Map-Based Storytelling for Evolving Places
Sayan Bhattacharyya (Singapore University of Technology and Design)

The digital is often assumed to reinforce the policing of rigid boundaries in representation, as its often discrete and mutually disjoint categories seem to favor impositions if essentialist norms. This paper, using experiments with digital pedagogy undertaken with college students in Singapore, will argue, however, that such is not the only affordance of the digital. It will show how digital representations involving user-centered mapping and visualization can tell complicated stories involving ambiguities and open-endedness. It will illustrate this issue in the context of student-centered pedagogy at two different scales — the first related to a fast-changing island-city in Southeast Asia, and the second, at a more macro-scale, related to an evolving geographical region involving multiple countries.

Maps, embodying an impulse for clarity, tend to fix the outlines of geographical entities, freezing them into a rigidity that may not do justice to their liminal qualities. Da Cunha and Mathur, for example, have drawn attention to diurnal change: how mangrove forests, which may be underwater at high tide but become “land” at low tide. Secular change, too, produces similar predicaments. Ram has pointed out that the practice of “carving up” knowledge over time into such discrete chunks contributes to making “minor” knowledge objects invisible when they do not conform to the epistemological assumptions driving such compartmentalization. Changing places, encode within themselves multiple potentialities and possibilities, including trajectories that have not been followed up or followed through but that nevertheless remain available as possible resources. This necessitates thinking critically about the representation of such changing places — not as fixed objects but as palimpsests of natural and cultural heritages or, even more radically, as dynamic spaces. The paper will dwell on the pedagogical challenges and lessons learned through having students work through these issues in the context of an ongoing DH-focused course on environments.

Disrupting the Discourse: The Role of Digital Humanities in Addressing Anthropogenic Climate Change
Sarah Goldfarb (Pratt Institute)

This work will not be presented during the virtual symposium.

Historically regarded as objective purveyors of information, museums, archives, and cultural heritage sites are burdened with the onuses of mirroring history and creating cultural narratives, while remaining firmly non-partisan. What has become an institutional norm is paradoxical in the sense that history is often shaped by human folly and dialectic; how can an inherently dynamic space, such as a cultural heritage site, be expected to gloss over the facts of human greed and ignorance? Rather than providing consolation, cultural institutions should challenge frameworks of power and hold us accountable in our support of them.

How can digital humanities intervene in the discourse of anthropogenic climate change?. Certain cultural institutions have adjusted their language to reflect the facts of anthropogenic intervention. In July of 2018, the American Museum of Natural History revealed its renovated Hall of Planet Earth. One of the themes explored is how climate change works, and the museum takes no precautions in implicating human behavior in the earth’s increasing temperature. The American Museum of Natural History sets an essential precedent. As many institutions remain monoliths, emblematic of a generation comfortably removed from the anxieties of climate change, the AMNH is at the forefront of communicating anthropogenic climate change in a simple but effective medium.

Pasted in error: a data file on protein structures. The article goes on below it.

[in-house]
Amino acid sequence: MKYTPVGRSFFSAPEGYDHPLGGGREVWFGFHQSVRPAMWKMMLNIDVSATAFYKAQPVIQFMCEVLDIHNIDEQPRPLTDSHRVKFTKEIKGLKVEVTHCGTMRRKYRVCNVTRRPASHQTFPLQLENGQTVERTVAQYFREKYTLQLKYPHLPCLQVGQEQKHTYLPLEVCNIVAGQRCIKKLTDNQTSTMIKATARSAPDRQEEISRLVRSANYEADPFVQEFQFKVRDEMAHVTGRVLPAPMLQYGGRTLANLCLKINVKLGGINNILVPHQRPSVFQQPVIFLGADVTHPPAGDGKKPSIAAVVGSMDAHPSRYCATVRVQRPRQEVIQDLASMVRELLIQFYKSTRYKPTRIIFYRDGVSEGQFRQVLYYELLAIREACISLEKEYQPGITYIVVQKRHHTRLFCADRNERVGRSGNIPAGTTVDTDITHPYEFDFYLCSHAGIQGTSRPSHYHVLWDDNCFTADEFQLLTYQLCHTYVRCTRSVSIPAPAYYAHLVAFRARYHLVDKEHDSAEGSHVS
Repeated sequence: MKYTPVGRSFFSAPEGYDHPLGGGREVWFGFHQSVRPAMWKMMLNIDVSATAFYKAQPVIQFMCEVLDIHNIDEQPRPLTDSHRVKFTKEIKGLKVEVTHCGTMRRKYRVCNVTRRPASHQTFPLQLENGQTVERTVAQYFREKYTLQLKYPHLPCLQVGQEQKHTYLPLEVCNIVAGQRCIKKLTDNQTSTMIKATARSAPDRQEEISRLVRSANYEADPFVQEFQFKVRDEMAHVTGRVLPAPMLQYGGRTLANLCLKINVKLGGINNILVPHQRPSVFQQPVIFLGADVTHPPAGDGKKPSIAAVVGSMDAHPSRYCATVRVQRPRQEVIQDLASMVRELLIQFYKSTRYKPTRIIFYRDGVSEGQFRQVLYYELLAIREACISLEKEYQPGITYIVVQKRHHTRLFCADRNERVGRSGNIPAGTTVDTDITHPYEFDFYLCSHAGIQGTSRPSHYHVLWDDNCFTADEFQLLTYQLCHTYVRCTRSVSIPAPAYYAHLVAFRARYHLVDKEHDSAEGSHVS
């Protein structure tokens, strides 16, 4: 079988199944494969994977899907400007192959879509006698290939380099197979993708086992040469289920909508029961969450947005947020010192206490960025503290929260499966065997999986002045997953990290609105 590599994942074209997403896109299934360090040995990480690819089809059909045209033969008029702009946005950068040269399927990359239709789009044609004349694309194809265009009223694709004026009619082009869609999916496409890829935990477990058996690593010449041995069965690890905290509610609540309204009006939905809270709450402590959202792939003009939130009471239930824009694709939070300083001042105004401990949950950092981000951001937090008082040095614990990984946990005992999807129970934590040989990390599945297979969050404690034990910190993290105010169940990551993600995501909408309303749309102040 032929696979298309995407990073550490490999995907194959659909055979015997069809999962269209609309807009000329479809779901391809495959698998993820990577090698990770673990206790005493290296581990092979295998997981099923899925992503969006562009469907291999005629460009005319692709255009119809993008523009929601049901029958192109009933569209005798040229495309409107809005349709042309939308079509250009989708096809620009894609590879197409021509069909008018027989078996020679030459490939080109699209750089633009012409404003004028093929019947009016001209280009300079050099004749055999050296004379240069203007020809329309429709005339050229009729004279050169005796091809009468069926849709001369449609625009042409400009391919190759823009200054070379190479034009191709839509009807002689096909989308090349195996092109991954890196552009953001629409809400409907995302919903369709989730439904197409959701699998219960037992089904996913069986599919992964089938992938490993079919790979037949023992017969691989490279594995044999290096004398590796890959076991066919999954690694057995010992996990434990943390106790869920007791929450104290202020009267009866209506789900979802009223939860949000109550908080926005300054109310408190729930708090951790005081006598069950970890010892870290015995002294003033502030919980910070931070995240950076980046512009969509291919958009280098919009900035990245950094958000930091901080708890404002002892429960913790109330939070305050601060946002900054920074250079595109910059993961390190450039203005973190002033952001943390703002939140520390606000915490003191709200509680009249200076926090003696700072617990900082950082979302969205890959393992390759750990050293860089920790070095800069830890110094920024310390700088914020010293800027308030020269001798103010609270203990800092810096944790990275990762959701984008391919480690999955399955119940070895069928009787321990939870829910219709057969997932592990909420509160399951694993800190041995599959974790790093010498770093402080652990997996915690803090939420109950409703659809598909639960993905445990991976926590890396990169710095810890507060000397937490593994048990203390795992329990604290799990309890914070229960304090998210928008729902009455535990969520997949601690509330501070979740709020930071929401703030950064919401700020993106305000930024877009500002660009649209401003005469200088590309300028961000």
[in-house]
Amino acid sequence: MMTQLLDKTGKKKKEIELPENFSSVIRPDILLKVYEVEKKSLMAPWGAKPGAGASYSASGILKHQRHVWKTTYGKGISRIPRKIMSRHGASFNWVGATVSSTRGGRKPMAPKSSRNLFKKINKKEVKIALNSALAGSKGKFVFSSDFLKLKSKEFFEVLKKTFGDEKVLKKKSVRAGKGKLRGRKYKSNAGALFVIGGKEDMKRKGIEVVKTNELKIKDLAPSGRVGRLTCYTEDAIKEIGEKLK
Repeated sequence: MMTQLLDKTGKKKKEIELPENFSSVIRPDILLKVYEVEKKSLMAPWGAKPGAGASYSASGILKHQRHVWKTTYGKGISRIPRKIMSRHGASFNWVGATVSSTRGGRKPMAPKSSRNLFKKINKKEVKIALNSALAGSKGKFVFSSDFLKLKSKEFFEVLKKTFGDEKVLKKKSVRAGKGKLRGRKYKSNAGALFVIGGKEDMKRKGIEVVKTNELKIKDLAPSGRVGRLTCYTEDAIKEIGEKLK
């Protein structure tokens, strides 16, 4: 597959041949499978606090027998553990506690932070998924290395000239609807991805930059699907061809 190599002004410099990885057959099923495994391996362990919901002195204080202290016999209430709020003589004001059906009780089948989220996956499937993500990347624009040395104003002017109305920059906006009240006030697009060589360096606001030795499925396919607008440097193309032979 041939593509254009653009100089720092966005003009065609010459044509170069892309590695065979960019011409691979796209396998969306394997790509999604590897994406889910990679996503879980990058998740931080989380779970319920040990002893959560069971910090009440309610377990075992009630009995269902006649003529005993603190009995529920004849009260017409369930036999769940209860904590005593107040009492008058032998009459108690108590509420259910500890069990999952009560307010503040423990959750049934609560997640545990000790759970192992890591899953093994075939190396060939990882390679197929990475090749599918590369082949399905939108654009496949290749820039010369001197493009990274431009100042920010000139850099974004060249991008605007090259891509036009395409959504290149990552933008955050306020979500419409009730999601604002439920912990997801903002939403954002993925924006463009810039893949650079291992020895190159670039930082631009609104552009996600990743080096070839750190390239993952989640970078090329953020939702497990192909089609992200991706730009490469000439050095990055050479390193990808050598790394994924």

In this poster I will explore specific ways that institutions engaged in digital humanities–such as UNESCO, the American Museum of Natural History, and the Duke Digital Humanities Initiative–have intervened in the discourse of anthropogenic climate change, and examine both the progressions and constraints in their approaches. I will create a data visualization evaluating the effectiveness of each institution’s use of digital humanities in communicating anthropogenic climate change. Specifically, I will look at the specific language used by each organization and how directly human influence is conveyed.

Visualizing Poetic Meter in South Asian Languages
A. Sean Pue (Michigan State University), Ahmad Atta, and Rajiv Ranjan (Govt. Zamindar Post Graduate College, India)

The explication of poetic meter in the modern languages of South Asia is a source of consternation even for experienced poets. Poets competent in established meters have difficult articulating them, and less familiar readers or listeners have difficulty learning them. The trouble is that the traditional prosodic systems do not align well with the phonological features of modern South Asian languages. Modern scholars have offered alternative ways to think of meter. We augment that work by presenting an interactive web-based software package under development to visualize poetic meter using directed graphs that accommodate multiple languages and scripts to make accessible poetic knowledge for readers, scholars, and poets.

Echoes of Handicraft: The Use of Digital Technologies in Preserving and Representing Textiles from East Asian Ethnic Minority Groups
Xiaolin Sun and Catherine Nichols (Loyola University Chicago)

East Asian Textiles is a digital archive, which presents eighty-four textiles from the May Weber Ethnographic Study Collection at Loyola University Chicago. Collected in the mid-to-late twentieth century by Dr. May Weber, these textiles are sourced from a range of ethnic minority groups in China and adjacent countries. This project makes two key contributions to the intersection of digital humanities and curatorial practice. First, it increases visual access to the Collection with particular attention to textile technique and design. Second, it foregrounds expert knowledge from contemporary Chinese scholars and textile practitioners, digitally documenting in-person knowledge exchange.